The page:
Growing up in Colorado, Jason Persoff had lots of opportunities to enjoy all the adventures Mother Nature created. As a child, he was fascinated by the severe weather that resulted in amazing cloudscapes of thunderstorms.
“The lights, the colors, the drama all appealed to me from an early age,” says Jason, who today is a medical doctor in Aurora, CO. “I got my first camera when I was eight, and immediately wanted to take pictures of the skies, and figure out how to frame the photos in a way that gave people perspective about size and grandeur. But I was eight, and it was a Polaroid camera, so I wasn’t particularly successful. I understood what I wanted it to do, though.”
He recalls getting excited when severe weather would loom in the spring and then being very sad as it would move away. “It wasn’t until college when I read about storm chasers in USA Today that I realized instead of getting sad as the weather moved away, I could actually FOLLOW it,” Jason recalls. That changed his entire perspective, and he set out to photograph storms and chase them to boot.
On his website, he shares: “I am a storm-chasing physician based out of Aurora, Colorado, and am a very blessed husband and father to three amazing children. I have been chasing storms for over two decades, but a lifelong lover of storms.”
The storm photography is stunning, but there is another element to Jason’s creativity that captures the essence of wintertime: Photographing snowflakes.
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Capturing snowflakes on camera
Photographing a single snowflake is no easy task. But with 62 inches (157.5 cm) of annual snowfall right outside his doorstep, Jason gets a lot of opportunities.
The truth about snowflakes
He explains the process of his snowflake photography“Snowflakes are amazing in that they tell a story as they fall through the atmosphere. The really beautiful flakes I take pictures of are called stellar dendrites. These types of flakes have spectacular structures and only form in very particular conditions. Most snow is not beautiful, usually just little fragments of ice. But stellar dendrites are beautiful and usually only form during really cold weather (10 to 25 °F/ -12 to -6 °C) and only in certain humidities and pressures. Each flake takes about 30-60 minutes to form as it falls from the sky. The really cool thing is that each flake starts as water vapor that freezes into a particle of dust. That dust comes from volcanoes, windstorms, [and] even small aerosolized bacteria can be the starting point of the developing snowflake.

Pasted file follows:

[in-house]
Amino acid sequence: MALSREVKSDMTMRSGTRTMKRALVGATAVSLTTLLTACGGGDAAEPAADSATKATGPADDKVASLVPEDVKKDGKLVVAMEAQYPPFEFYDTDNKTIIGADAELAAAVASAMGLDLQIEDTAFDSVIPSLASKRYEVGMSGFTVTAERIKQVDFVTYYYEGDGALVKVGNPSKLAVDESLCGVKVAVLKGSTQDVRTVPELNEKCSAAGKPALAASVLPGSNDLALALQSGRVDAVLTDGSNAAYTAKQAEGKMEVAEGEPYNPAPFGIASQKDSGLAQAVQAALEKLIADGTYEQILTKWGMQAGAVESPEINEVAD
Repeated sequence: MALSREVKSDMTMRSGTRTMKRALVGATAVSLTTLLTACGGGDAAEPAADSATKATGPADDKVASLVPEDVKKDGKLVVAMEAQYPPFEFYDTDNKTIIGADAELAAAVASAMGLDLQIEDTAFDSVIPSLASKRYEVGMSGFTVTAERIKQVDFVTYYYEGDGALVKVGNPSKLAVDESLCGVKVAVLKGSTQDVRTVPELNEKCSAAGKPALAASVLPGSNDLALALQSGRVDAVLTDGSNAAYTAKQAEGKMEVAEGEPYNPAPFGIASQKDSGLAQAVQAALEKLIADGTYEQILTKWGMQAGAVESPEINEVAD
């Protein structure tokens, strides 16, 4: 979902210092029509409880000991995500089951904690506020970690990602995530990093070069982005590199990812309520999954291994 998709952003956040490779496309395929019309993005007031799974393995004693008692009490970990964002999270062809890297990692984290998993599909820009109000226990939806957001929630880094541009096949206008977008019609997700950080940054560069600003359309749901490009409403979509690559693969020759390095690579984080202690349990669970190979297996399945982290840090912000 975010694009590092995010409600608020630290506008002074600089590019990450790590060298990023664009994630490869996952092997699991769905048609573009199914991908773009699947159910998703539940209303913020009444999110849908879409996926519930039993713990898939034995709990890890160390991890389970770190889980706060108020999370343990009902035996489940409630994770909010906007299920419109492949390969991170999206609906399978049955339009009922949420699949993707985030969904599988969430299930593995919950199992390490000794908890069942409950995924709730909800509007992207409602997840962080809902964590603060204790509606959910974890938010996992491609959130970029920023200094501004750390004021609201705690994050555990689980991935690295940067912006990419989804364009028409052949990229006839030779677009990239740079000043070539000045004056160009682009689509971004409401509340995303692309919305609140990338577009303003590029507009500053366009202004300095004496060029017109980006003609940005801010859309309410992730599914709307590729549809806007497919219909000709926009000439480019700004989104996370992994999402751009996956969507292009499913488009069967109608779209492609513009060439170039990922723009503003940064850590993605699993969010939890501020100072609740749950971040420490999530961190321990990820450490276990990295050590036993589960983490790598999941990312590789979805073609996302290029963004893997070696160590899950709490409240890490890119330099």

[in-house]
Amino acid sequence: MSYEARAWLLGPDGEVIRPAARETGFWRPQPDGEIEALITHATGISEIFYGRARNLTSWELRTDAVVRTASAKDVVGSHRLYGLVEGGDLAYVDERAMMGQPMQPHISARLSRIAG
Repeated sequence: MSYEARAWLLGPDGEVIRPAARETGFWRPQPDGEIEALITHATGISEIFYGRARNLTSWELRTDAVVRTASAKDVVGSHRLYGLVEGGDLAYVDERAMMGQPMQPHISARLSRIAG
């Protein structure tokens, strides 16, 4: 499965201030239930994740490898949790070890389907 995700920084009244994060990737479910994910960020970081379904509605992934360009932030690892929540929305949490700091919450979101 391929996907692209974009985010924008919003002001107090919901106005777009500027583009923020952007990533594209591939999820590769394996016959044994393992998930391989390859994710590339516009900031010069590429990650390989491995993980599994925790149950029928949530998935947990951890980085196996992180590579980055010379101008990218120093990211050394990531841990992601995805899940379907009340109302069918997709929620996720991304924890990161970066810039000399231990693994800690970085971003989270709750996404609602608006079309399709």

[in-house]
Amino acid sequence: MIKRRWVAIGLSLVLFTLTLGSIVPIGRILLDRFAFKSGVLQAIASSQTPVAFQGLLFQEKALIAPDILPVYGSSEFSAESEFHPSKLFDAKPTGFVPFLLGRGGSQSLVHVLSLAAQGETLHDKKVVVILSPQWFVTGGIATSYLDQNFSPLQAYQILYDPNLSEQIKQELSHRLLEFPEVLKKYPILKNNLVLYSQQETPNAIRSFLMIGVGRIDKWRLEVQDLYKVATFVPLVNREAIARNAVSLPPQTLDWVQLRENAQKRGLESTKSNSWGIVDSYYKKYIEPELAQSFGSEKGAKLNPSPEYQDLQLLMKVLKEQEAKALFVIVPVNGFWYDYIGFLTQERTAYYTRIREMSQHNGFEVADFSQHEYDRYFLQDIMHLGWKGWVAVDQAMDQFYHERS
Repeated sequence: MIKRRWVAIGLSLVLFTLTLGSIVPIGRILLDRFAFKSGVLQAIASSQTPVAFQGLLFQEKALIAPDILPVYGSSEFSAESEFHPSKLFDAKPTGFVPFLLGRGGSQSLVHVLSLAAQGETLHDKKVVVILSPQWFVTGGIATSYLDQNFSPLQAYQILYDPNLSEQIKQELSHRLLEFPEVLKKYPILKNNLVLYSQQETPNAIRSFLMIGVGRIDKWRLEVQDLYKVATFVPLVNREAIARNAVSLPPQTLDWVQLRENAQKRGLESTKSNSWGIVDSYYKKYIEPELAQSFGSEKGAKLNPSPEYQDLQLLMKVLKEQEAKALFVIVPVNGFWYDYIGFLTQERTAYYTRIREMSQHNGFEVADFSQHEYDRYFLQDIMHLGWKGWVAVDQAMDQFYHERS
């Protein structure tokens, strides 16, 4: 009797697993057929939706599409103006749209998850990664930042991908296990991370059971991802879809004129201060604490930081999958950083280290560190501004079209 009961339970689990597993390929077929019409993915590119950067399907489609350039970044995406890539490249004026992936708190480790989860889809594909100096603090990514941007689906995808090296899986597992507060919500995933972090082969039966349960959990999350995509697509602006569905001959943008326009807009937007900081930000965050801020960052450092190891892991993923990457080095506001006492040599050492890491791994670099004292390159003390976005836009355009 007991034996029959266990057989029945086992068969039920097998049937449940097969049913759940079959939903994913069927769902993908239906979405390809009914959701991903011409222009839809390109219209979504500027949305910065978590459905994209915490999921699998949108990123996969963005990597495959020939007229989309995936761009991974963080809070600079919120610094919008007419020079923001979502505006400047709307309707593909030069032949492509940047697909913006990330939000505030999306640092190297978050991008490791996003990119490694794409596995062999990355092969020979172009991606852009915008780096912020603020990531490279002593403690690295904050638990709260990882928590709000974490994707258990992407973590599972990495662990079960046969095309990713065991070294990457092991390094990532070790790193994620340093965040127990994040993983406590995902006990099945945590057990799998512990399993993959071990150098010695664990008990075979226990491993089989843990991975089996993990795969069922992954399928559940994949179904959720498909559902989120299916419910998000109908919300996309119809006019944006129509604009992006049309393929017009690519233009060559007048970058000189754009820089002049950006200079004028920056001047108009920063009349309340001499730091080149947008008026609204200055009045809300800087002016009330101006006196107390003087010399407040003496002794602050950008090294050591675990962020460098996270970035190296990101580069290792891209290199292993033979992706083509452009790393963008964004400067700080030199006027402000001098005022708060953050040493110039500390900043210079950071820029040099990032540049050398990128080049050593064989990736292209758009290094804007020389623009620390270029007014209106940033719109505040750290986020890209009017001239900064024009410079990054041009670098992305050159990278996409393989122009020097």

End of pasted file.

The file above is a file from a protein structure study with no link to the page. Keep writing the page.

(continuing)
It’s true that no two snowflakes are alike. Even across the span of a single 1-2mm snowflake, there are differences in the microclimates resulting in snowflakes not even having perfect symmetry. Many of my photos show that even two branches of a single snowflake will grow differently – and that’s a difference in climate of often nanometers! They are literally so cool!”
How to capture a snowflake